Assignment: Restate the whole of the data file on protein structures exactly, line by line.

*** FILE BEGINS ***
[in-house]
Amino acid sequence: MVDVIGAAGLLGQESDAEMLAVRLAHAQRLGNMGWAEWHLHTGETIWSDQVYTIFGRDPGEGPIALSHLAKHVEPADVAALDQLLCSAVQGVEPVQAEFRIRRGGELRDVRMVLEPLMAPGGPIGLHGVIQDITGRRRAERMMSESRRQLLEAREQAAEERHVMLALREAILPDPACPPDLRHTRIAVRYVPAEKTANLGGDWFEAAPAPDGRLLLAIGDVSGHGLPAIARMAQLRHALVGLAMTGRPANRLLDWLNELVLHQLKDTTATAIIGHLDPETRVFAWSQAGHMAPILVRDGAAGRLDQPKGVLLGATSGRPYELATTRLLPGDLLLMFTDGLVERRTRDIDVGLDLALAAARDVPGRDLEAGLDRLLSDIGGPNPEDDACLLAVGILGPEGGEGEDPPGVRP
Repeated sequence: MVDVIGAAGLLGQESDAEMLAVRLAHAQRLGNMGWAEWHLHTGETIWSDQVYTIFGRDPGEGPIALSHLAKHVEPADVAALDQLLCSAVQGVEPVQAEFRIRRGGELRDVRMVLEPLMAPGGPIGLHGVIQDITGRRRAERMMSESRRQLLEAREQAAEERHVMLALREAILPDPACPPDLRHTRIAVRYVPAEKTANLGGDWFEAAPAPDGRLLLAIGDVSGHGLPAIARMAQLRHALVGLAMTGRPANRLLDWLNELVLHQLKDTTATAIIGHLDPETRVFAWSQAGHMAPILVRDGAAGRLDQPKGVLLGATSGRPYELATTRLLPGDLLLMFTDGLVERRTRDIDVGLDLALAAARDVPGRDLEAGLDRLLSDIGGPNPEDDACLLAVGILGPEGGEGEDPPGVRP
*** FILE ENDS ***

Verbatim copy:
[in-house]
Amino acid sequence: MVDVIGAAGLLGQESDAEMLAVRLAHAQRLGNMGWAEWHLHTGETIWSDQVYTIFGRDPGEGPIALSHLAKHVEPADVAALDQLLCSAVQGVEPVQAEFRIRRGGELRDVRMVLEPLMAPGGPIGLHGVIQDITGRRRAERMMSESRRQLLEAREQAAEERHVMLALREAILPDPACPPDLRHTRIAVRYVPAEKTANLGGDWFEAAPAPDGRLLLAIGDVSGHGLPAIARMAQLRHALVGLAMTGRPANRLLDWLNELVLHQLKDTTATAIIGHLDPETRVFAWSQAGHMAPILVRDGAAGRLDQPKGVLLGATSGRPYELATTRLLPGDLLLMFTDGLVERRTRDIDVGLDLALAAARDVPGRDLEAGLDRLLSDIGGPNPEDDACLLAVGILGPEGGEGEDPPGVRP
Repeated sequence: MVDVIGAAGLLGQESDAEMLAVRLAHAQRLGNMGWAEWHLHTGETIWSDQVYTIFGRDPGEGPIALSHLAKHVEPADVAALDQLLCSAVQGVEPVQAEFRIRRGGELRDVRMVLEPLMAPGGPIGLHGVIQDITGRRRAERMMSESRRQLLEAREQAAEERHVMLALREAILPDPACPPDLRHTRIAVRYVPAEKTANLGGDWFEAAPAPDGRLLLAIGDVSGHGLPAIARMAQLRHALVGLAMTGRPANRLLDWLNELVLHQLKDTTATAIIGHLDPETRVFAWSQAGHMAPILVRDGAAGRLDQPKGVLLGATSGRPYELATTRLLPGDLLLMFTDGLVERRTRDIDVGLDLALAAARDVPGRDLEAGLDRLLSDIGGPNPEDDACLLAVGILGPEGGEGEDPPGVRP